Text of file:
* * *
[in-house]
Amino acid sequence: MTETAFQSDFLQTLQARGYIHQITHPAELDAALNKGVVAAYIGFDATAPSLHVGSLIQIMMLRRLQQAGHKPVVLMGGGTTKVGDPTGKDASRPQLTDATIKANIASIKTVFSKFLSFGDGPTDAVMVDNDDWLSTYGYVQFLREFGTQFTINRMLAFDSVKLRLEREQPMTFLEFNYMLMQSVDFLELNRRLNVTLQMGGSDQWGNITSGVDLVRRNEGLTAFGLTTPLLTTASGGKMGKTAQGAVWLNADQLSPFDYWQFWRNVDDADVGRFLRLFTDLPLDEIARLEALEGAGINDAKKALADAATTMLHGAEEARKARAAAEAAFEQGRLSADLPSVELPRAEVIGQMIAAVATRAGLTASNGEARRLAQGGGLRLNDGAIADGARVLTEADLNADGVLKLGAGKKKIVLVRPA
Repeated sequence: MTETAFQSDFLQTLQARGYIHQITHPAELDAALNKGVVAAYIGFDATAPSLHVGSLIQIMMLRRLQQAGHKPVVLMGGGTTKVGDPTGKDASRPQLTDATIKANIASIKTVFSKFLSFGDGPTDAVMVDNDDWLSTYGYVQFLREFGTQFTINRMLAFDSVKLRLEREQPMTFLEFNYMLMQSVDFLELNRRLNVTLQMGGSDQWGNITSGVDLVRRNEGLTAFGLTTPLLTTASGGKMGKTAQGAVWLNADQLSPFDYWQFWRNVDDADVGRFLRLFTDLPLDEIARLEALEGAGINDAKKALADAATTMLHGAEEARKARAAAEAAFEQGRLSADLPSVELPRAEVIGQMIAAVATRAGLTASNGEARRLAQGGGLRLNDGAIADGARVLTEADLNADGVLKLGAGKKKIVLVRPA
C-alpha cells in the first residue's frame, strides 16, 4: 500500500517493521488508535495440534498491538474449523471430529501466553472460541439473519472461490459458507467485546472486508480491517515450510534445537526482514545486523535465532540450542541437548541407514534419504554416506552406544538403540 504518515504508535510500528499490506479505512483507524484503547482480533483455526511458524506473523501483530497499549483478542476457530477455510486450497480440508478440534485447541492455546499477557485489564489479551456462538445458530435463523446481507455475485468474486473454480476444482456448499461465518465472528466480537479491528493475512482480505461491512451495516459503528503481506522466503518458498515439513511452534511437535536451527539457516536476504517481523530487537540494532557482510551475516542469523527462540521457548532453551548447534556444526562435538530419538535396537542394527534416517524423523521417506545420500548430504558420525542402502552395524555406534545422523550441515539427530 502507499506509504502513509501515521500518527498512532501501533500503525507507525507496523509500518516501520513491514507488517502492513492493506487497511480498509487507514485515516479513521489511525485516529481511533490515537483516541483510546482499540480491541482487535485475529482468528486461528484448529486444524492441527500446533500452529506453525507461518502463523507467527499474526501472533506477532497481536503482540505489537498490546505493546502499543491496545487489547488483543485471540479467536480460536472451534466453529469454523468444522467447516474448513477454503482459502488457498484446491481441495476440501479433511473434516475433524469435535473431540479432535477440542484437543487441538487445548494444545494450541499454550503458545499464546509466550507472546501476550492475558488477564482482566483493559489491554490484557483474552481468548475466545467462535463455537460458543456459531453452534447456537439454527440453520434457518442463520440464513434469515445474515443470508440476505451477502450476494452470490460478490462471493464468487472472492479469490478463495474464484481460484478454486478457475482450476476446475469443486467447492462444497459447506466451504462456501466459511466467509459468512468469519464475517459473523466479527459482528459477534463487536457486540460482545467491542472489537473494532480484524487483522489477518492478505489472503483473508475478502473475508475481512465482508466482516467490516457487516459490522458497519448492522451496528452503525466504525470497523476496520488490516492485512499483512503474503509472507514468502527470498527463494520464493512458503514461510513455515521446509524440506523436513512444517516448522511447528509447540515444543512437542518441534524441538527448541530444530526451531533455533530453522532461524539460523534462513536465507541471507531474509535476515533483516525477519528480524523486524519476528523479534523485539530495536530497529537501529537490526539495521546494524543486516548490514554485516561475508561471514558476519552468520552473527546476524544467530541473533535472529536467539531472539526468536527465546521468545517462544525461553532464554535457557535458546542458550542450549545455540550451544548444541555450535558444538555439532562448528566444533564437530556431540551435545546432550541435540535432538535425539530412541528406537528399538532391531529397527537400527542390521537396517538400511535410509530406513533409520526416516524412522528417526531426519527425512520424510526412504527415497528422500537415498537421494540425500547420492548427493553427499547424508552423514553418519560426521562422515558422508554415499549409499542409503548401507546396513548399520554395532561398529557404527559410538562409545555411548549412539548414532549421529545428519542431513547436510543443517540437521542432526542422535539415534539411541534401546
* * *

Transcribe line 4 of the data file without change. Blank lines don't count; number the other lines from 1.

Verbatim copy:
C-alpha cells in the first residue's frame, strides 16, 4: 500500500517493521488508535495440534498491538474449523471430529501466553472460541439473519472461490459458507467485546472486508480491517515450510534445537526482514545486523535465532540450542541437548541407514534419504554416506552406544538403540 504518515504508535510500528499490506479505512483507524484503547482480533483455526511458524506473523501483530497499549483478542476457530477455510486450497480440508478440534485447541492455546499477557485489564489479551456462538445458530435463523446481507455475485468474486473454480476444482456448499461465518465472528466480537479491528493475512482480505461491512451495516459503528503481506522466503518458498515439513511452534511437535536451527539457516536476504517481523530487537540494532557482510551475516542469523527462540521457548532453551548447534556444526562435538530419538535396537542394527534416517524423523521417506545420500548430504558420525542402502552395524555406534545422523550441515539427530 502507499506509504502513509501515521500518527498512532501501533500503525507507525507496523509500518516501520513491514507488517502492513492493506487497511480498509487507514485515516479513521489511525485516529481511533490515537483516541483510546482499540480491541482487535485475529482468528486461528484448529486444524492441527500446533500452529506453525507461518502463523507467527499474526501472533506477532497481536503482540505489537498490546505493546502499543491496545487489547488483543485471540479467536480460536472451534466453529469454523468444522467447516474448513477454503482459502488457498484446491481441495476440501479433511473434516475433524469435535473431540479432535477440542484437543487441538487445548494444545494450541499454550503458545499464546509466550507472546501476550492475558488477564482482566483493559489491554490484557483474552481468548475466545467462535463455537460458543456459531453452534447456537439454527440453520434457518442463520440464513434469515445474515443470508440476505451477502450476494452470490460478490462471493464468487472472492479469490478463495474464484481460484478454486478457475482450476476446475469443486467447492462444497459447506466451504462456501466459511466467509459468512468469519464475517459473523466479527459482528459477534463487536457486540460482545467491542472489537473494532480484524487483522489477518492478505489472503483473508475478502473475508475481512465482508466482516467490516457487516459490522458497519448492522451496528452503525466504525470497523476496520488490516492485512499483512503474503509472507514468502527470498527463494520464493512458503514461510513455515521446509524440506523436513512444517516448522511447528509447540515444543512437542518441534524441538527448541530444530526451531533455533530453522532461524539460523534462513536465507541471507531474509535476515533483516525477519528480524523486524519476528523479534523485539530495536530497529537501529537490526539495521546494524543486516548490514554485516561475508561471514558476519552468520552473527546476524544467530541473533535472529536467539531472539526468536527465546521468545517462544525461553532464554535457557535458546542458550542450549545455540550451544548444541555450535558444538555439532562448528566444533564437530556431540551435545546432550541435540535432538535425539530412541528406537528399538532391531529397527537400527542390521537396517538400511535410509530406513533409520526416516524412522528417526531426519527425512520424510526412504527415497528422500537415498537421494540425500547420492548427493553427499547424508552423514553418519560426521562422515558422508554415499549409499542409503548401507546396513548399520554395532561398529557404527559410538562409545555411548549412539548414532549421529545428519542431513547436510543443517540437521542432526542422535539415534539411541534401546